It makes three points. First, it highlights “the development and oversight of captive reinsurance arrangements have received substantial attention over time” from regulators and rating agencies. Second, it illustrates “available qualitative and quantitative evidence suggests that captive reinsurance arrangements generally provide a method of satisfying formulaic reserve requirements at lower cost to insurers and policyholders than would be achievable without such arrangements, and without creating significant insolvency risk or systemic risk.” And finally, Harrington reviews the new regulatory framework adopted by the NAIC, concluding that it was not needed but probably prudent.
Even critics of captive reinsurance see a policy question and not an issue of legality. Two economists on this side of the debate, Ralph Koijen and Motohiro Yogo, who have been vocal critics of captive reinsurance, do not allege that it is illegal.
Here come the lawsuits
Litigation has naturally flowed from the DFS report. Plaintiffs have seized on the notion that insurers were deceiving the public about their financial strength, that the financial system might be in jeopardy, and that their policies may not be as ‘valuable’ as they thought. Class actions are now pending in several jurisdictions alleging various causes of action ranging from statutory violations to conspiracy to full-on offences under the Federal Racketeer Influenced and Corrupt Organizations (RICO) Act.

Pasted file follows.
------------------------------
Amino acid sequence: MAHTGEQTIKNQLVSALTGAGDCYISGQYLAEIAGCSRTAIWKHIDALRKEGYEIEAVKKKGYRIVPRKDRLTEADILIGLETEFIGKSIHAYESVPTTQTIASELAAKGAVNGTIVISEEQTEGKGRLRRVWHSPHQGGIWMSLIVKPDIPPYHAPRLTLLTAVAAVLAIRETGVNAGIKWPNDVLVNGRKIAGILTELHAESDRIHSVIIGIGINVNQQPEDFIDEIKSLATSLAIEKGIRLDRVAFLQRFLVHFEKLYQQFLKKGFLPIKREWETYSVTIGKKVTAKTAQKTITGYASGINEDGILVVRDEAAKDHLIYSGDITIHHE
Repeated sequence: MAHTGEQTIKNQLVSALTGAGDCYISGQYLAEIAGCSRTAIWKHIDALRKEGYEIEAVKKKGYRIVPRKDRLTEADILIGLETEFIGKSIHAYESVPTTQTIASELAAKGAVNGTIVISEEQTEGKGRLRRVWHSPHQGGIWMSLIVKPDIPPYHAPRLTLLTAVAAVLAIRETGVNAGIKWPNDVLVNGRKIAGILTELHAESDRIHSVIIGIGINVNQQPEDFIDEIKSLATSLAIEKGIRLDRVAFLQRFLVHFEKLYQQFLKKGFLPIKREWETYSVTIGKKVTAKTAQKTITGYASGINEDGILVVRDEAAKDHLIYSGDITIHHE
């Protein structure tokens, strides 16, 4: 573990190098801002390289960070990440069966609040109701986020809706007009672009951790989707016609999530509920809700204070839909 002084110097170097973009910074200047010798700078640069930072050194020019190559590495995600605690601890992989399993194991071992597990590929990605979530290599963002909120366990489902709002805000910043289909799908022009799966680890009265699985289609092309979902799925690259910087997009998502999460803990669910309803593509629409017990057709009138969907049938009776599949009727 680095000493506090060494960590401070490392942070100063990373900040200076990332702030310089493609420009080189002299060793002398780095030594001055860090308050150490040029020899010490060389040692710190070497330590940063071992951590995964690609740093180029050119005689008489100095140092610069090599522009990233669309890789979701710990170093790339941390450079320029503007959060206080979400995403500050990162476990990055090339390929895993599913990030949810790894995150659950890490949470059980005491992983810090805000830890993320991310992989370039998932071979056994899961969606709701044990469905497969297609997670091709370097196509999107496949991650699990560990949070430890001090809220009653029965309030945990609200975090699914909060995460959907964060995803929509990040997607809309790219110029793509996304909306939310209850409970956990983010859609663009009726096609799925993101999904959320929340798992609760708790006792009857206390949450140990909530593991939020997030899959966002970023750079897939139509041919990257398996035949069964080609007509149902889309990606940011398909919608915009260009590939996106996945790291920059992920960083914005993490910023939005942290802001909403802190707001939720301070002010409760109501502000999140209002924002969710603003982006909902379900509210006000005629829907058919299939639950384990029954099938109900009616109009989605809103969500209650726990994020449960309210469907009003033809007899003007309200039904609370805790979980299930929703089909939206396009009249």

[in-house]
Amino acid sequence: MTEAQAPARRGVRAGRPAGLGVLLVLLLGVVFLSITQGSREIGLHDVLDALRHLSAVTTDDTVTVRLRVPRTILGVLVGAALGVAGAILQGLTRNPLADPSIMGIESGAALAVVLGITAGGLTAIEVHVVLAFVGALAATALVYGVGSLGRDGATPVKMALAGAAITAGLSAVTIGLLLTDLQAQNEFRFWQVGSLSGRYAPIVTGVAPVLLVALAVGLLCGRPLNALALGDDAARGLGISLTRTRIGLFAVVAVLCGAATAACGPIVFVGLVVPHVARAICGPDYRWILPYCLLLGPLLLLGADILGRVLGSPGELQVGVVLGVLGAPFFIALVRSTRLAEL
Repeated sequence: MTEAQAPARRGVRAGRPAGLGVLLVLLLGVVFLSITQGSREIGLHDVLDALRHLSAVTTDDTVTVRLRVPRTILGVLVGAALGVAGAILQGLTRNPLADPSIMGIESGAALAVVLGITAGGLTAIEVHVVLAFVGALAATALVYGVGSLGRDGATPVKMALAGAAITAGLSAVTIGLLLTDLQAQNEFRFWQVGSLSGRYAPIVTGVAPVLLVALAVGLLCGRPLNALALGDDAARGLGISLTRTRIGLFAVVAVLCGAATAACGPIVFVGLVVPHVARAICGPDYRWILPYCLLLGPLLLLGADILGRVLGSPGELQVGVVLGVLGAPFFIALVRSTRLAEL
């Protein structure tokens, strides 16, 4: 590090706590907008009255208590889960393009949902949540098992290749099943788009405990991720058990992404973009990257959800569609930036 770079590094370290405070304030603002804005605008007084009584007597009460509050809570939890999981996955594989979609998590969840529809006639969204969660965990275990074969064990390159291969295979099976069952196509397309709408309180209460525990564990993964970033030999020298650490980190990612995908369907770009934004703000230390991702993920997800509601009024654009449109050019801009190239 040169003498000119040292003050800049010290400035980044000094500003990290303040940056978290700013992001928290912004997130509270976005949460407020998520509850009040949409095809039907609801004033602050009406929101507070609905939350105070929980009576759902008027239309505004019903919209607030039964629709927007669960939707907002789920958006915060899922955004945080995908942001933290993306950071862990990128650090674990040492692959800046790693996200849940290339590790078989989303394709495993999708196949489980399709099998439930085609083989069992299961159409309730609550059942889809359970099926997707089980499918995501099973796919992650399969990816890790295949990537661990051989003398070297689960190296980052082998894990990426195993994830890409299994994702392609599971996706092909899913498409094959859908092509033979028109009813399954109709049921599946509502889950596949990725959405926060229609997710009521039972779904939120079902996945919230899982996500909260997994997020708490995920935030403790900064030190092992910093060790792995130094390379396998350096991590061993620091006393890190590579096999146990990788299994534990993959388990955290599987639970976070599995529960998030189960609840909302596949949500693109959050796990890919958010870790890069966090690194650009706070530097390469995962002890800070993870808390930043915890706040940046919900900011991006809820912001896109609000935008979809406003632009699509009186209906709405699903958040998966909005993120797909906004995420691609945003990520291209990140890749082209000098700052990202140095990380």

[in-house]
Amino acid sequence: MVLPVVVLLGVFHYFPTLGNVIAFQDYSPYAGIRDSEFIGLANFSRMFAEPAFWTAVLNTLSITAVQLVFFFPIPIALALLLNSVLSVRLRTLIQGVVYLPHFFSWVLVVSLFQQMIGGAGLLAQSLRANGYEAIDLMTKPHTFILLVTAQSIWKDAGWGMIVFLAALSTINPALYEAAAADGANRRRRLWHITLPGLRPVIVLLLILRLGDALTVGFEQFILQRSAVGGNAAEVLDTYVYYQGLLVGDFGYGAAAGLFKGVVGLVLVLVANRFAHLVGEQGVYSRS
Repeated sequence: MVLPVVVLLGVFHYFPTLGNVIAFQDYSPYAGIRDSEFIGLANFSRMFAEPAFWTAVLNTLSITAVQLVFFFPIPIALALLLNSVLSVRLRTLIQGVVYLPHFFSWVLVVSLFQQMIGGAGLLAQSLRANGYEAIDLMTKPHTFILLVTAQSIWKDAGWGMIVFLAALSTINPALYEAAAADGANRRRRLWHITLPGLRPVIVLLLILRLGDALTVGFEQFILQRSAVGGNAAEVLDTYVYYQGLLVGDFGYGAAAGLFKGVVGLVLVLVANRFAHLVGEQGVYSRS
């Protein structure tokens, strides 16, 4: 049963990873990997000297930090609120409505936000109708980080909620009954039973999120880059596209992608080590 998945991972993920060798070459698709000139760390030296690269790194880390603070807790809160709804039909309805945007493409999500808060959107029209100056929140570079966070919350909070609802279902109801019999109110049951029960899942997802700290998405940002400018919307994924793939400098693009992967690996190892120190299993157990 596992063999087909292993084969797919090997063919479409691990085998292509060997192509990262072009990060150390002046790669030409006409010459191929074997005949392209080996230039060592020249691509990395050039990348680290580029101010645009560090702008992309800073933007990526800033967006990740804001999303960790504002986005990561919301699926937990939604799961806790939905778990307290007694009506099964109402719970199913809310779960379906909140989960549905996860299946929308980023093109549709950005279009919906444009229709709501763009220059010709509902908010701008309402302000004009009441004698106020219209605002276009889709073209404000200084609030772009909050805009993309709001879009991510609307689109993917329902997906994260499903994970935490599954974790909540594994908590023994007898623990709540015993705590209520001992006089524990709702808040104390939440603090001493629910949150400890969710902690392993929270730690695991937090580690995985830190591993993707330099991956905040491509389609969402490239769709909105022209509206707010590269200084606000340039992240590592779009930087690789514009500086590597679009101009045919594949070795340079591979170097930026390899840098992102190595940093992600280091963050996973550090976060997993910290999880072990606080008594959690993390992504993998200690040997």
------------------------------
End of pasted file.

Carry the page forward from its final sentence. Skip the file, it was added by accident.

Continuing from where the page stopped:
The insurers are vigorously defending themselves, and they will no doubt be buoyed by the fact that even the DFS report concedes that these practices are lawful. Nonetheless, the pressure exerted by these cases can be immense, and it will be interesting to see how they impact the greater policy debate, and whether insurers are comfortable standing firm behind practices that appear, from all reasonable standpoints, to be a net benefit to everyone involved in the industry—including policyholders.
Michael Kasdin, Sandra Hauser and Matthew Gaul are partners of Dentons. Carter White is an associate. He can be contacted at:
Dentons, Michael Kasdin, Sandra Hauser, Carter White, Matthew Gaul, Professor Scott E Harrington, University of Pennsylvania, Europe